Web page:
Luke Joeckel, OT, Texas A&M: It's hard to find a better left tackle out there. Joeckel entered the season as a surefire first-round pick and has only helped his draft stock with an excellent junior season. He hasn't been rattled by the speed of opposing SEC ends, and has provided very good protection in the pass game. It sounds like he could be the first tackle off the board if he declares early.

Jarvis Jones, LB, Georgia: He was the SEC's top defender last season, and has been one of the nation's best pass-rushers the last two years. He really can do it all. He drops into coverage, stops the run and constantly harasses quarterbacks. He also never seems to lose energy. He's been banged up this season, but Kiper still has him No. 1 on his Big Board.

Jake Matthews, OT, Texas A&M: The Aggies are really getting greedy with their tackles. Matthews has been excellent all season, and could play either right or left tackle in the NFL. He's very powerful and moves well up front. He could be a late first-round pick if he decides to come out.

Dee Milliner, CB, Alabama: He has had some struggles lately in coverage, which could hurt his stock, but he's so athletic and so physical that teams will be all over him if he opts to leave early for the NFL. He can play the run, has tremendous speed and has very good field intelligence. He's defended an SEC-high 16 passes this season.

Barkevious Mingo, DE, LSU: He might not be burning up the stat books this season, but he might be the nation's fastest pass-rusher. He has been extremely agressive all season against the pass and run. He has great length, and doesn't really have to take on many blocks because of his speed. He entered the season as an early first-round draft pick, and that still seems to be the case.

Sam Montgomery, DE, LSU: It's hard to find anyone with the same on-field personality and energy. He might be bigger than Mingo, but he's chased down his fair share of running backs during his career. He has six sacks this season and 11 tackles for loss. He could have left early last year, but decided to stay and still has early first-round potential.

Damontre Moore, DE, Texas A&M: Talk about really breaking out onto the national stage. He was excellent as an outside linebacker last season, but has been an absolute monster at defensive end in his first (and probably only) year in the SEC. He really adjusted to the new 4-3 scheme, and might have played himself into a top-10 pick. He has a team-high 74 tackles, leads the nation with 20 tackles for loss and is tied for first with 12.5 sacks.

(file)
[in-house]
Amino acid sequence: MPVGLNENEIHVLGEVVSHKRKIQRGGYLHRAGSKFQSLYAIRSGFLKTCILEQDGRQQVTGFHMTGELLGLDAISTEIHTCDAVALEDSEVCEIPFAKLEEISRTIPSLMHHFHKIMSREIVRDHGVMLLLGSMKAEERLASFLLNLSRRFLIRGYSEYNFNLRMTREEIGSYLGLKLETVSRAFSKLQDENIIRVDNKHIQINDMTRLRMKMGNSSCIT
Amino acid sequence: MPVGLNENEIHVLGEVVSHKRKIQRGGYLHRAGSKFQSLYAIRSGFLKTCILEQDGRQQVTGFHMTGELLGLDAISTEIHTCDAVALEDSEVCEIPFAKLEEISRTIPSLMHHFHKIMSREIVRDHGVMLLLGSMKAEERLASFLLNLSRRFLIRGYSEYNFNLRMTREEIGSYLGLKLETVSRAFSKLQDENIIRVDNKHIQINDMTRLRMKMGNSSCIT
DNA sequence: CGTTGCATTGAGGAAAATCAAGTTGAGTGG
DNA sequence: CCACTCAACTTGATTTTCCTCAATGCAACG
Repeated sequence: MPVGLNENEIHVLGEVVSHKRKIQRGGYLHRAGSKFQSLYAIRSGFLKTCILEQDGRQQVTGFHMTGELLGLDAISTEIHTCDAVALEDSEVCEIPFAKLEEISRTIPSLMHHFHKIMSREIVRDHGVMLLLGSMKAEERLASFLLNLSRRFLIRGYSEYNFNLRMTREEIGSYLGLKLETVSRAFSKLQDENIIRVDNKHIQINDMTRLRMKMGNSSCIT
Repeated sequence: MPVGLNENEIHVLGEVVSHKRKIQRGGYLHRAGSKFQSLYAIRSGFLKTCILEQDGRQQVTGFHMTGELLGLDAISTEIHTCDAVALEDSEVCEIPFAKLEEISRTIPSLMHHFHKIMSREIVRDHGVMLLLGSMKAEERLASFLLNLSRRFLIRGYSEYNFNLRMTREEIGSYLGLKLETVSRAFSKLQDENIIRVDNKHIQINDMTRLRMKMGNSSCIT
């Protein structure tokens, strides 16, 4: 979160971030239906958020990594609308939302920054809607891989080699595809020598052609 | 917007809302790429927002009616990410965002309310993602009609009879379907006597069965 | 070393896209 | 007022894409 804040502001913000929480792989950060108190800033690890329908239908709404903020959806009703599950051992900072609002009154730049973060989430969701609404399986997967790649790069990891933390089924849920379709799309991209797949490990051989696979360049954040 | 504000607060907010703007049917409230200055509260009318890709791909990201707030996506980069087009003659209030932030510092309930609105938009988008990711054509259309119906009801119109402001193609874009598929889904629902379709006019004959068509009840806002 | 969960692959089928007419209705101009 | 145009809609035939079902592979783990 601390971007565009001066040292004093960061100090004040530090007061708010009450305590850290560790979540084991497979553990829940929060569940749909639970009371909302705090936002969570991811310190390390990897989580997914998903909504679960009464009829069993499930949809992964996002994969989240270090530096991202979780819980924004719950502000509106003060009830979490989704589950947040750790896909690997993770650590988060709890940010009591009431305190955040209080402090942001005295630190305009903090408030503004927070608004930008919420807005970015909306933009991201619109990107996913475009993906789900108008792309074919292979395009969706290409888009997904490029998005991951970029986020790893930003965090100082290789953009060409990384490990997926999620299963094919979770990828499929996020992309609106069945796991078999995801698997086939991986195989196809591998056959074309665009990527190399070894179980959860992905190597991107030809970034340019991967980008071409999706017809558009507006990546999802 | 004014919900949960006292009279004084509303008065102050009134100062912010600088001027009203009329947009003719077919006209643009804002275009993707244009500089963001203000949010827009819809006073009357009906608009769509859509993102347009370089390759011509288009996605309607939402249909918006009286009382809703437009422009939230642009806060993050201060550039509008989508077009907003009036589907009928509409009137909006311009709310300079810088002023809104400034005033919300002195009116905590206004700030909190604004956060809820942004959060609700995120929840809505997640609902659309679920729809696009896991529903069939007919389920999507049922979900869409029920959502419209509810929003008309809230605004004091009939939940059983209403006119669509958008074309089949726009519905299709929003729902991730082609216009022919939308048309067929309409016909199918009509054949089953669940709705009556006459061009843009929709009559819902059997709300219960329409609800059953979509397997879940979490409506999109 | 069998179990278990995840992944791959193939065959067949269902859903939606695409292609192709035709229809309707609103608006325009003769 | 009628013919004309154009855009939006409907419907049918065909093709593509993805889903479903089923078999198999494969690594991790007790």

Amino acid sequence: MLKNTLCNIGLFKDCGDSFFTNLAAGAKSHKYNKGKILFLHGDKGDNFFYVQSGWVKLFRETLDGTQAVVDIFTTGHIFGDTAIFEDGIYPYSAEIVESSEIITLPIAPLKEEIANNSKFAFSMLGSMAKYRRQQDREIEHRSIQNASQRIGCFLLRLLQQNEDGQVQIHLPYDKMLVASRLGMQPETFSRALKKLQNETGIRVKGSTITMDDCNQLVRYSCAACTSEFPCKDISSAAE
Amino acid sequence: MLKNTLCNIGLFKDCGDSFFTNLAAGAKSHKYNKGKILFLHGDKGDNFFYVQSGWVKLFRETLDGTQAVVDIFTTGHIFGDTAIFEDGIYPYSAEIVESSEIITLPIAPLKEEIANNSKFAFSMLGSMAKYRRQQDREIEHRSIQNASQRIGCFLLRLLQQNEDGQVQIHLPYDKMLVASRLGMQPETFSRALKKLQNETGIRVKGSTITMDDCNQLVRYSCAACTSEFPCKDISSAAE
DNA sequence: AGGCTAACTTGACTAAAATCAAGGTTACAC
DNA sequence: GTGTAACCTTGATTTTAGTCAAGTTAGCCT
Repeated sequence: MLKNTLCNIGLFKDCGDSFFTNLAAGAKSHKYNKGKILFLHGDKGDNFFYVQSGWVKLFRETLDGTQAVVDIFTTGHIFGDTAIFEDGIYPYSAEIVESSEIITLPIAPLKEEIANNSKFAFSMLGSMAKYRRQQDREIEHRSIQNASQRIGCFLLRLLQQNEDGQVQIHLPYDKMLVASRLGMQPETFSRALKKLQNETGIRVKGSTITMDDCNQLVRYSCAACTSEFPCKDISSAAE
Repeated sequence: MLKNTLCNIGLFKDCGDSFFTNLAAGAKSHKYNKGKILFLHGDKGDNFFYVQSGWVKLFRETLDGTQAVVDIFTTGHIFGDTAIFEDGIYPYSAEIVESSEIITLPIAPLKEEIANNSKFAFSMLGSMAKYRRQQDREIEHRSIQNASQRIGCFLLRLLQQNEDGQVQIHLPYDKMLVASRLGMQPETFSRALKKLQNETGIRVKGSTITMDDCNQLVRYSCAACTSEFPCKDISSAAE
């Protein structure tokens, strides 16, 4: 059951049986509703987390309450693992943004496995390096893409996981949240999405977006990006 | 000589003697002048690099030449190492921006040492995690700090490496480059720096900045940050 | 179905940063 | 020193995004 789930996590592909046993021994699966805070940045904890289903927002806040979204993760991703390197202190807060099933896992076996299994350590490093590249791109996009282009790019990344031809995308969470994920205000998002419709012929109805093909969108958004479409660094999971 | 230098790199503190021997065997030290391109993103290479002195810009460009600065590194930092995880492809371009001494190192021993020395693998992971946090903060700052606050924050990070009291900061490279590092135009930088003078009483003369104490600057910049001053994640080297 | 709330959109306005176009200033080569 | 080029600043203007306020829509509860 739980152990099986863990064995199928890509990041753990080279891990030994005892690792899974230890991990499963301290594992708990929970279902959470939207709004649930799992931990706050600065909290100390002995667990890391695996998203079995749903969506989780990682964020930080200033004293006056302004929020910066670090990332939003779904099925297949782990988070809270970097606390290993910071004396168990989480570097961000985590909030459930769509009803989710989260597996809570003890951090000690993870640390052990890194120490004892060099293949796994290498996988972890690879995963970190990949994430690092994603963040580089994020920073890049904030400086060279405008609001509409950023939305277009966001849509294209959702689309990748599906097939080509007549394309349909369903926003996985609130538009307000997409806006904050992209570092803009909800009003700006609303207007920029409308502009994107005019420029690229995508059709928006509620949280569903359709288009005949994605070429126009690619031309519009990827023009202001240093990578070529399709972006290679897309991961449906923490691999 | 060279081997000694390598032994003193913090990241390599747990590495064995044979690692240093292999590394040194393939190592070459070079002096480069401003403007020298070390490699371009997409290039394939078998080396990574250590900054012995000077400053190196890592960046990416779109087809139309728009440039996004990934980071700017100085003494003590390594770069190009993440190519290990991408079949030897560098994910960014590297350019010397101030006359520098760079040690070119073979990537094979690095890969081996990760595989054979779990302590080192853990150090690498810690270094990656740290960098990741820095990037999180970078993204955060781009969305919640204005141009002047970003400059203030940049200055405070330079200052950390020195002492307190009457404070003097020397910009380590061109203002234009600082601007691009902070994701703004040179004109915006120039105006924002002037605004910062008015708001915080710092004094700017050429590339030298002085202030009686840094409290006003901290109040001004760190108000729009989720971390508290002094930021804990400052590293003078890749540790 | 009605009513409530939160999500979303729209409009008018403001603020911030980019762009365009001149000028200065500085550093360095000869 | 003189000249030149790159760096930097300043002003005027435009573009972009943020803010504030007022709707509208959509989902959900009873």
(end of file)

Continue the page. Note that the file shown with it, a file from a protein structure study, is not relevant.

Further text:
Alec Ogletree, LB, Georgia: Some think he might be better suited for the NFL than Jones because of his speed, athleticism and instincts. He had a rusty start to his season after serving a four-game suspension, but he's been outstanding in recent weeks. He can make plays all over the field, and should be a first-rounder if he decides to leave school early.

Sheldon Richardson, DT, Missouri: He is arguably Missouri's best player, regardless of position. He's constantly taking on double-teams, but figures out a way to blow them up. He leads Mizzou with 70 tackles, has 9.5 tackles for loss and four sacks. He's quick and can disrupt both the run and pass. However, his recent suspension could make his draft stock fall some.

Keep an eye on ...

Tyler Bray, QB, Tennessee: Has all the physical tools to be special in the NFL, but off-field issues could push him out of the first round.

Sharrif Floyd, DT, Florida: Has been extremely disruptive all year up front for the Gators, and could hear his name called in the second round.

D.J. Fluker, OT, Alabama: Has had a solid season, but he still needs to develop his game more, and there are more NFL-ready tackles ahead of him.

Corey Lemonier, DE, Auburn: Was very productive last season, but has fallen a bit this season. Still has all the tools to be a top 40 pick in April.

Ranking the SEC's quarterbacks

November, 15, 2012
11/15/12
5:10
PM ET
In a few weeks, we’re going to have to pick our first-, second- and third-team quarterbacks on the All-SEC team.

That’s going to be difficult enough. A number of different quarterbacks in this league have had their moments this season.

But what if you had to rank the SEC’s top 10 starting quarterbacks based on how they’re playing right now, how they’ve played in key games, how they’ve performed during clutch situations and how they’ve impacted their teams overall?

We’ll attempt to do just that, so let the second-guessing commence:

[+] EnlargeManziel
John David Mercer/US PresswireTexas A&M's Johnny Manziel has passed for 2,780 yards and rushed for 1,014.
1. Johnny Manziel, Texas A&M: Johnny Football might top this list nationally. With 3,794 yards of total offense, he’s on track to shatter the SEC record of 4,327 yards set by Cam Newton in 2010. The clincher was Manziel’s performance in the win over Alabama on the road.